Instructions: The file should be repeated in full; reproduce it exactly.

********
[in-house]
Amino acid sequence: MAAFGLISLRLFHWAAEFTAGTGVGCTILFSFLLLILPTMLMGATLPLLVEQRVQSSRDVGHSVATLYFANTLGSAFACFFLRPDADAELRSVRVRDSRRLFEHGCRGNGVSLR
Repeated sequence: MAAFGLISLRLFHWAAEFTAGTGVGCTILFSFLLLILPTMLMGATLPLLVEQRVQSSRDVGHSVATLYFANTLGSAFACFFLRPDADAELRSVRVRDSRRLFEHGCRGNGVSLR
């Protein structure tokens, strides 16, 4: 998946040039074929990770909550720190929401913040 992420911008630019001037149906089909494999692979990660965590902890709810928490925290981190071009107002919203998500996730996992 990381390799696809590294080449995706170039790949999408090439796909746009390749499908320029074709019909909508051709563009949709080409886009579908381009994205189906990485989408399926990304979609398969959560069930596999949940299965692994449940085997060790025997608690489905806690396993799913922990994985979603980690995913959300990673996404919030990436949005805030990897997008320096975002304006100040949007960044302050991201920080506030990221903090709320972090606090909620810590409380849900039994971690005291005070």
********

[in-house]
Amino acid sequence: MAAFGLISLRLFHWAAEFTAGTGVGCTILFSFLLLILPTMLMGATLPLLVEQRVQSSRDVGHSVATLYFANTLGSAFACFFLRPDADAELRSVRVRDSRRLFEHGCRGNGVSLR
Repeated sequence: MAAFGLISLRLFHWAAEFTAGTGVGCTILFSFLLLILPTMLMGATLPLLVEQRVQSSRDVGHSVATLYFANTLGSAFACFFLRPDADAELRSVRVRDSRRLFEHGCRGNGVSLR
């Protein structure tokens, strides 16, 4: 998946040039074929990770909550720190929401913040 992420911008630019001037149906089909494999692979990660965590902890709810928490925290981190071009107002919203998500996730996992 990381390799696809590294080449995706170039790949999408090439796909746009390749499908320029074709019909909508051709563009949709080409886009579908381009994205189906990485989408399926990304979609398969959560069930596999949940299965692994449940085997060790025997608690489905806690396993799913922990994985979603980690995913959300990673996404919030990436949005805030990897997008320096975002304006100040949007960044302050991201920080506030990221903090709320972090606090909620810590409380849900039994971690005291005070």